Your tax return and a down payment on a new car go together like grilled cheese and tomato soup - they're fine on their own, but they make so much more sense together. That's because the average tax return of $3,000 can cover (or take a big bite out of) a down payment on a new car.
By putting down the biggest down payment that you can afford, you may even lower your monthly payments and reduce interest charges. Sounds good, right? Read on for the logistics of transforming your tax return into a down payment.
Make the Right Calculations
Once you have your check in hand (or, more likely, a direct deposit in your bank account), you need to calculate what you can afford. Let your budget be your guide as you decide how much you want to spend on your new (or used) car.
If your tax return is about $3,000-the national average-that's a solid down payment on a $15,000 car loan. Generally speaking, it's a good idea to put at least 20 percent down when you take out a loan. By putting even more money down, you can potentially lower monthly payments and save money on interest.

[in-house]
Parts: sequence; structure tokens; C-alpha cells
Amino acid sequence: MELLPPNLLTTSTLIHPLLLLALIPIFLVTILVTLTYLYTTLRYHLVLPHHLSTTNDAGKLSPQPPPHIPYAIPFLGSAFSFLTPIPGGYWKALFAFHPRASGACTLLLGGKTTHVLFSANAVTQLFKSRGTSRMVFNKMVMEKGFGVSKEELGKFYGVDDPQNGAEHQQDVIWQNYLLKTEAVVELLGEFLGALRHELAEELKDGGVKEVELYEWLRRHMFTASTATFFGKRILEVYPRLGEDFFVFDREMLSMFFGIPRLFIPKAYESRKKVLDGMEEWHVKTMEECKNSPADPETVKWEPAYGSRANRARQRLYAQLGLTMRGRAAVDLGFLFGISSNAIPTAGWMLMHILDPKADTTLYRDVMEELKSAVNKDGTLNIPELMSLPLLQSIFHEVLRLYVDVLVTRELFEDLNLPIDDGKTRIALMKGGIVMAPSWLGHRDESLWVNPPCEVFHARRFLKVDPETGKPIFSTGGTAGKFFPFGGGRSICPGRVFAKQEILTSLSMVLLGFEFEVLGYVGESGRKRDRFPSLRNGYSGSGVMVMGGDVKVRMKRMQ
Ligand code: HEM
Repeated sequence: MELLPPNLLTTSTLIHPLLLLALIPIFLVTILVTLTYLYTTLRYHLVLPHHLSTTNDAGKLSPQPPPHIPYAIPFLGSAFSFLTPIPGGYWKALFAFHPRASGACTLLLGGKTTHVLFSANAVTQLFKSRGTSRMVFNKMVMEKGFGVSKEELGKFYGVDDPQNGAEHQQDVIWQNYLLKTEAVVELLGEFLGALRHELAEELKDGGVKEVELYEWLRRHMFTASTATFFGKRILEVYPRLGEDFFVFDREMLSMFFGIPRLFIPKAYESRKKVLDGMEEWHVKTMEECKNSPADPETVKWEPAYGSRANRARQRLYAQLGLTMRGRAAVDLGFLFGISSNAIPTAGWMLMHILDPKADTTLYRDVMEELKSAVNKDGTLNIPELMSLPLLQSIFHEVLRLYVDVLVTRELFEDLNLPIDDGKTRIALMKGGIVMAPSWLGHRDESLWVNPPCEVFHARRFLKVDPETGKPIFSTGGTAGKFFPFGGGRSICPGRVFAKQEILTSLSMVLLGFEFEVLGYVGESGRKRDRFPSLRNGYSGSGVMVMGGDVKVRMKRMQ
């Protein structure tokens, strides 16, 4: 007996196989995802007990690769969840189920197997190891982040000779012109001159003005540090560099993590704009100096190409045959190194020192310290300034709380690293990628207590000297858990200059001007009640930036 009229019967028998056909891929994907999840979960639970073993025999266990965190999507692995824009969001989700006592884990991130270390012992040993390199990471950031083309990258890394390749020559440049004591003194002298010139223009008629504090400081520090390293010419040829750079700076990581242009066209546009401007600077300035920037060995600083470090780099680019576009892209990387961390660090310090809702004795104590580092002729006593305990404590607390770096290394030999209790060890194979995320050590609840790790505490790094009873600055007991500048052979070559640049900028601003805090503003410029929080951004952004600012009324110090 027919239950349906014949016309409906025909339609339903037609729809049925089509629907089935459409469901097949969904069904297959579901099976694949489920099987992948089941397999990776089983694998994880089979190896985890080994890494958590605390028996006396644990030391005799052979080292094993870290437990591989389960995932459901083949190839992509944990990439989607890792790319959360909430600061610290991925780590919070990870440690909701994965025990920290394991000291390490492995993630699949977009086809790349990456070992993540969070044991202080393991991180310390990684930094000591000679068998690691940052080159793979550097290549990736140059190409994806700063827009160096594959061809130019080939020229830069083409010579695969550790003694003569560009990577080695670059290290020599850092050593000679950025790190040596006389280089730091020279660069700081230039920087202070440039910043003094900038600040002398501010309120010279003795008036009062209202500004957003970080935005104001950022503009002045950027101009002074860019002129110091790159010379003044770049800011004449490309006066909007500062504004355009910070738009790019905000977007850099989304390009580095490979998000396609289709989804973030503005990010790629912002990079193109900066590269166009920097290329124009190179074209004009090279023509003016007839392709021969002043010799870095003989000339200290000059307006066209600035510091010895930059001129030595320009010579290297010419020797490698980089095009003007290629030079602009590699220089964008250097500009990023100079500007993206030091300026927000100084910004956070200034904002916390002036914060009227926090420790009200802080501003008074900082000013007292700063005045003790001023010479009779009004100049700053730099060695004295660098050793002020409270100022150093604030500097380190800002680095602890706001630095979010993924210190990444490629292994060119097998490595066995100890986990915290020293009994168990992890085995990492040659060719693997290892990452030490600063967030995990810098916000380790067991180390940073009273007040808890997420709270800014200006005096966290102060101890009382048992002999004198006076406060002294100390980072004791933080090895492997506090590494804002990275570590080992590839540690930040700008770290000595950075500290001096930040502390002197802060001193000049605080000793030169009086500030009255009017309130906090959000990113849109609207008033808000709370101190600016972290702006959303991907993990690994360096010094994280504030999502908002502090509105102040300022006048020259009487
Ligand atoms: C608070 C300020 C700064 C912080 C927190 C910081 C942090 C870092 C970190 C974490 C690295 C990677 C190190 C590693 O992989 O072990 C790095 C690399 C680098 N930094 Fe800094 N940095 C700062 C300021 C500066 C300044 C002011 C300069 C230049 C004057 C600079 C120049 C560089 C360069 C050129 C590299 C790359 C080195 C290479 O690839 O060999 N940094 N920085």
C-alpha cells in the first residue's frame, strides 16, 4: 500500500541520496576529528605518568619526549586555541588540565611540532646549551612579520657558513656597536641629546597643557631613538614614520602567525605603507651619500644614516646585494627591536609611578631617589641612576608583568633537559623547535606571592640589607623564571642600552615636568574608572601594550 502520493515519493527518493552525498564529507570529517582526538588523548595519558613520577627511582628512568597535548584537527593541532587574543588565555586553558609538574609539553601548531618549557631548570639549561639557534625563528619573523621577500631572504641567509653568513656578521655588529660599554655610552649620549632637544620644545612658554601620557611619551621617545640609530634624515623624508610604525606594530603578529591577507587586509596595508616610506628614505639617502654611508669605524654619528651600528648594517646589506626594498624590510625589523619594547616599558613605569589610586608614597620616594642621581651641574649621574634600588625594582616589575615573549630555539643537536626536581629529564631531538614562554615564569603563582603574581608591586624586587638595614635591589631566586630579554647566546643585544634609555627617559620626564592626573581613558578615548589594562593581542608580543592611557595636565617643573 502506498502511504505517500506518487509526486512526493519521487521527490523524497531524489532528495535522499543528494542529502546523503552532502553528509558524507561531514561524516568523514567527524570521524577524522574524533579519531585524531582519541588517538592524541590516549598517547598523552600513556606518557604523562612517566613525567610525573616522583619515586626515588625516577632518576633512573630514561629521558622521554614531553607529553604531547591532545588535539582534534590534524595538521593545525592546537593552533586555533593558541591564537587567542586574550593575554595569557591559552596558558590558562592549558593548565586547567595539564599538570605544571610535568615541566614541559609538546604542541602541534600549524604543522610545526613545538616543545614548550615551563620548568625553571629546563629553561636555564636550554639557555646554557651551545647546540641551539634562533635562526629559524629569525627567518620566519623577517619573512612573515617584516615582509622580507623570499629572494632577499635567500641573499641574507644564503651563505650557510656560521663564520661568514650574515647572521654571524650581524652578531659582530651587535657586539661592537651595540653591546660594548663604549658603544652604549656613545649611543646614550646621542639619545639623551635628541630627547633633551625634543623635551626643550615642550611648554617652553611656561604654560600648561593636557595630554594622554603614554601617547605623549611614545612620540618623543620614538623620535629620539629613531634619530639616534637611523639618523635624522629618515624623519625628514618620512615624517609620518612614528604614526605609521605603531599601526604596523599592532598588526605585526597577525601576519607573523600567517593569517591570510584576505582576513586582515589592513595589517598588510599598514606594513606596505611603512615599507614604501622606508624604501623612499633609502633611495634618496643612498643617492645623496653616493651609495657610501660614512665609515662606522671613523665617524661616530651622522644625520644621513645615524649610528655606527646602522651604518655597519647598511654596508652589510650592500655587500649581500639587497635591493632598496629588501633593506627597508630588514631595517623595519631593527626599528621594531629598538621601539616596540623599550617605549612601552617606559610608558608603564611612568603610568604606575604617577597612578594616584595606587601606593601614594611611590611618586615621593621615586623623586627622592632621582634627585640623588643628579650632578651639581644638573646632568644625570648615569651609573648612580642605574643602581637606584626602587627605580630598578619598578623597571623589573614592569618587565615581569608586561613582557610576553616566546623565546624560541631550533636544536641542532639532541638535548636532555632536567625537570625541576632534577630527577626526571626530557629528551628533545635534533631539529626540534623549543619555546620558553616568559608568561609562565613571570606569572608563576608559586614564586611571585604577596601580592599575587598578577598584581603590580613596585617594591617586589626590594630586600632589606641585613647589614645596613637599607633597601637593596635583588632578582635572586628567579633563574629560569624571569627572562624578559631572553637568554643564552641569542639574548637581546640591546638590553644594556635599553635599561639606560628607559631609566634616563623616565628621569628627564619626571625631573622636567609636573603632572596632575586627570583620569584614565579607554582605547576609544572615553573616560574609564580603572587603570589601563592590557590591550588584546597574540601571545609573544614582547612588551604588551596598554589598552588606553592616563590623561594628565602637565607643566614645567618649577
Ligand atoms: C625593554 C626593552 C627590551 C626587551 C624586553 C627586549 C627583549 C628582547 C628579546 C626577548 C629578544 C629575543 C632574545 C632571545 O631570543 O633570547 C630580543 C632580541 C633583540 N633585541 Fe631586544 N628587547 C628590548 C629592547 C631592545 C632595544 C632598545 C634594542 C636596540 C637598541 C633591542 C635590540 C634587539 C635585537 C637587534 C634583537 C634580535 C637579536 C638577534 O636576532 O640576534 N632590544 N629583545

Here's another hypothetical: you've already got a few thousand saved up, so when you get your $3,000 tax return, you now have $6,000 for a down payment. This bigger down payment can net you a bigger car loan and an even nicer car.
How Your Tax Refund Affects Financing
Basically, using your tax refund as a down payment on an auto loan takes a chunk out of what you owe, potentially lowering your monthly payments. If you're buying a used vehicle for $13,000, for example, your $3,000 tax return means that you only have to finance $10,000. The less you have to finance, the lower your monthly payments and the less you have to pay in terms of interest.
You Always Have Options
If you're worried about bad credit or no credit, take a chill pill. Whatever your deal is, you've got options. Bad credit loans are available for shoppers who don't have the best history. If you're on a particularly tight budget, some loans even offer no-money-down options, so you can transform your tax return into monthly payments that can last for some time.